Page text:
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UKCAT explained

UKCAT examThe UK Clinical Aptitude Test (UKCAT) is used in the selection process by the majority of UK university medical and dental schools.

What’s the UKCAT for?

The UKCAT ensures that the candidates who apply to universities have the most appropriate mental abilities, attitudes and professional behaviours required for new doctors and dentists to be successful in their clinical careers. It doesn't test specific medical or scientific knowledge - it's about testing your thinking skills and judgement.

Sections of the UKCAT

The UKCAT is designed to test aptitude rather than academic achievement.
The test assesses a wide range of mental abilities. There are five sub-tests:

Preparing for the UKCAT

The UKCAT does not contain any curriculum or science content and cannot be revised for, although you should prepare thoroughly. It focuses on exploring the cognitive powers of candidates and other attributes considered to be valuable for health care professionals.

UKCAT has put together a candidate toolkit, including an official guide, a question tutorialpractice tests and lots more.

Which university courses require the UKCAT?

View the latest list of university courses which require the UKCAT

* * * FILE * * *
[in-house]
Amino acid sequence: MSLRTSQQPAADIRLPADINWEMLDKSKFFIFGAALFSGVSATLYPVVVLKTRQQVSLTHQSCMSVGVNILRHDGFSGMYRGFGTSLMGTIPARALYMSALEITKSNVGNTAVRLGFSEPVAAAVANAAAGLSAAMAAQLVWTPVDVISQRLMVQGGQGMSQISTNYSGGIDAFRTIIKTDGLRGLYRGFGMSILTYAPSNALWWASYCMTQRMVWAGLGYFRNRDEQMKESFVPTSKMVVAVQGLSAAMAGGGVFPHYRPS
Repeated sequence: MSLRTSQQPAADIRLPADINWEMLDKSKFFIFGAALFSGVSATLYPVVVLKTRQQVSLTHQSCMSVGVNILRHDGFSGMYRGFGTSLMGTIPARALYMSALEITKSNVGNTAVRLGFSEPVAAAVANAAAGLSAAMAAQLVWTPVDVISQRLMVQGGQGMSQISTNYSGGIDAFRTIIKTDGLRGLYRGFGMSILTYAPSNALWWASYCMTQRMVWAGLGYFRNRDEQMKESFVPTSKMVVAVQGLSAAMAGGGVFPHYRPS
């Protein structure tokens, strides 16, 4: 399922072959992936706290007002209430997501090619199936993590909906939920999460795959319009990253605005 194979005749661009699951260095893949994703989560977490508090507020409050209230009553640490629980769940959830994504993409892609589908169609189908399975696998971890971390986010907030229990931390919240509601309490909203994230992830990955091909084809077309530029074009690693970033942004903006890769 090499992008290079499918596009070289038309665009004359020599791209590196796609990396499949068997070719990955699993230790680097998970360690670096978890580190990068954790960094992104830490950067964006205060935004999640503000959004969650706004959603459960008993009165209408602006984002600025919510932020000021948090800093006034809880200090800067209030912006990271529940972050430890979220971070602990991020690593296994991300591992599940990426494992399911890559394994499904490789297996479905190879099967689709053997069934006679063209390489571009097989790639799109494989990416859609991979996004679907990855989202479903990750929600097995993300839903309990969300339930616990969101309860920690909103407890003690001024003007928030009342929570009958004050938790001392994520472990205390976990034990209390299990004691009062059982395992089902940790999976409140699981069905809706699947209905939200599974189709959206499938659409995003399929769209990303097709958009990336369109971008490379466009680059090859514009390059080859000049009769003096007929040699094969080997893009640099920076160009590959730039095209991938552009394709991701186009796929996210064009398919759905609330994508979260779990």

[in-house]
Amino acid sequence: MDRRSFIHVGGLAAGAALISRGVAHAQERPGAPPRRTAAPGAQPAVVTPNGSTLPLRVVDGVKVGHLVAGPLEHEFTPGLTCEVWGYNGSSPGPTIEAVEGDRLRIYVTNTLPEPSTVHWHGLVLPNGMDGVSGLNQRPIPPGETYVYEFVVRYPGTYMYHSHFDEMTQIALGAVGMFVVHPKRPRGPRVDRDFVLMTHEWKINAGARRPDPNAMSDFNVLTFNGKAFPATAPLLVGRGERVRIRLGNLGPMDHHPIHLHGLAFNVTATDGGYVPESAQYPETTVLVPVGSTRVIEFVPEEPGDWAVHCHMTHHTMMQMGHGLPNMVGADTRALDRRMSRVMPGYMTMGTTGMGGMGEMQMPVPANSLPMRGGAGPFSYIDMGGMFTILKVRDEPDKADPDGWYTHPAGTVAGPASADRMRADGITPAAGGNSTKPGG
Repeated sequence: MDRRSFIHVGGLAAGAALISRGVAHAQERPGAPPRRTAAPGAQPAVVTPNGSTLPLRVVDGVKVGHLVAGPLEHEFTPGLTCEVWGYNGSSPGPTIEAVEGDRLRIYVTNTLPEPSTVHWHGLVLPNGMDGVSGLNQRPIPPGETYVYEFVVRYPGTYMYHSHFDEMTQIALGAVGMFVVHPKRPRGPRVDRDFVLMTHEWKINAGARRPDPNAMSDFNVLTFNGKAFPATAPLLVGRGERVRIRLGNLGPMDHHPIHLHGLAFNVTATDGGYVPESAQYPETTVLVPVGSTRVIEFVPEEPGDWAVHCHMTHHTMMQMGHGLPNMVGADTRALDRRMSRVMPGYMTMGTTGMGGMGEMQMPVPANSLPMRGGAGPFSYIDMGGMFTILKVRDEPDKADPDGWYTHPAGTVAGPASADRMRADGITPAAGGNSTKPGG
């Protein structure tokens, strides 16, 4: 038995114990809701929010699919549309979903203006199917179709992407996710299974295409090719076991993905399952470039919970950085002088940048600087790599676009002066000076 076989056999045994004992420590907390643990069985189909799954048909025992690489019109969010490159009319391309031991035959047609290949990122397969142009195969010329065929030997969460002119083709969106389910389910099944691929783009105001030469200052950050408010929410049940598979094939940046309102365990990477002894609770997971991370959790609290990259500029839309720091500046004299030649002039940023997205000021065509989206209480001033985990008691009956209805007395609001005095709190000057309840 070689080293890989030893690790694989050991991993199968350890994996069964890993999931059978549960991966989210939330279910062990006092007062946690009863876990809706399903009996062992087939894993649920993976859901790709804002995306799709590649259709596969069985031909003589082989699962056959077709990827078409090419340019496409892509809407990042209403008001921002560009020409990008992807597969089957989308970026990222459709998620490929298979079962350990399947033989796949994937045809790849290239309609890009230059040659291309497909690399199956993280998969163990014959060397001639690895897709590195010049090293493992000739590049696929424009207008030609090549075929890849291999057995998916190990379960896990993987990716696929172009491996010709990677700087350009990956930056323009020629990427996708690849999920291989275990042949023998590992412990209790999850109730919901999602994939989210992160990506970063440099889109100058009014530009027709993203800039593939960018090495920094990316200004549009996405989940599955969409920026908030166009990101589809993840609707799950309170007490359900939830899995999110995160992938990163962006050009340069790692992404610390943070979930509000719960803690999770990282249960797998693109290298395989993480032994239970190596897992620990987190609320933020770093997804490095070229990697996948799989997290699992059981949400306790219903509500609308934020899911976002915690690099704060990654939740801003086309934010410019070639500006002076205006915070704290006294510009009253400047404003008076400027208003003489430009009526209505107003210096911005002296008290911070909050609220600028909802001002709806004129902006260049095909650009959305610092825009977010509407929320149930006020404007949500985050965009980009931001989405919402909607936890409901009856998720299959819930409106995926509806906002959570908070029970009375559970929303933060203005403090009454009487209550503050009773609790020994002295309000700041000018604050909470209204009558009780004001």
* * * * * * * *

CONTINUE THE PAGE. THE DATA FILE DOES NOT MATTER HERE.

When and where can I take the test?

There is no single date for sitting the UKCAT exam. However, UKCAT results are only valid for applications to universities in the year in which the test is taken. So, if you apply in 2017 to start medical school in 2018 but are not successful, you will have to resit the UKCAT if you re-apply next year.

Find out more about registering and deadlines

Because the UKCAT test is computer-based, you can take it in almost any country around the world, provided there is a test centre.

Find a test centre near you

There is a test fee associated with taking the UKCAT, however candidates in financial need can apply for a bursary to cover the full test fee provided they meet the eligibility criteria established by UKCAT.

What does the test involve?

You'll take the UKCAT on a computer, with a fixed time limit for each subtest. You'll need to arrive at the test centre at least 15 minutes before your test to check in, bringing your email confirmation and photo ID.

During the test, you can flag a question to come back to later if you're not sure of the answer. You should try to answer all the questions, as you won't lose marks for incorrect answers.

You'll get the result of your test on the day, so you don't have to wait to find out how well you've done.

How do universities use my UKCAT score?

Universities use the UKCAT score in different ways. Some may have a threshold score that you have to achieve in order to be considered further in their admission processes, while for others it may be a less significant factor or only used in marginal situations.

All UKCAT universities provide information regarding how they use the test in their admissions process on their individual websites. You should review this information for the universities you are considering applying to.

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